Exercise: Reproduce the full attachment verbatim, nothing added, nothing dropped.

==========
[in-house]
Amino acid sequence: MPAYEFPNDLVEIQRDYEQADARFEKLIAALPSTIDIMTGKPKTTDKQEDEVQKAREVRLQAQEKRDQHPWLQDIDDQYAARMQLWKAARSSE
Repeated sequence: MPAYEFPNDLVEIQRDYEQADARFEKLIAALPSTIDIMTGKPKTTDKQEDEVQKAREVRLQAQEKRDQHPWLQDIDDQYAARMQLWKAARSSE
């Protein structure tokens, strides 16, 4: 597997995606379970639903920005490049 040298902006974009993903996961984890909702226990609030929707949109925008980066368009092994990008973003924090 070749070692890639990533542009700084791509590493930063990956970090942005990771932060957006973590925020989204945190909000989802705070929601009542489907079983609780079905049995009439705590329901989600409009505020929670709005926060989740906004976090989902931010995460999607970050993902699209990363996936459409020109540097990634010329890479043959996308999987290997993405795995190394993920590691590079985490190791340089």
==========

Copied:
[in-house]
Amino acid sequence: MPAYEFPNDLVEIQRDYEQADARFEKLIAALPSTIDIMTGKPKTTDKQEDEVQKAREVRLQAQEKRDQHPWLQDIDDQYAARMQLWKAARSSE
Repeated sequence: MPAYEFPNDLVEIQRDYEQADARFEKLIAALPSTIDIMTGKPKTTDKQEDEVQKAREVRLQAQEKRDQHPWLQDIDDQYAARMQLWKAARSSE
């Protein structure tokens, strides 16, 4: 597997995606379970639903920005490049 040298902006974009993903996961984890909702226990609030929707949109925008980066368009092994990008973003924090 070749070692890639990533542009700084791509590493930063990956970090942005990771932060957006973590925020989204945190909000989802705070929601009542489907079983609780079905049995009439705590329901989600409009505020929670709005926060989740906004976090989902931010995460999607970050993902699209990363996936459409020109540097990634010329890479043959996308999987290997993405795995190394993920590691590079985490190791340089």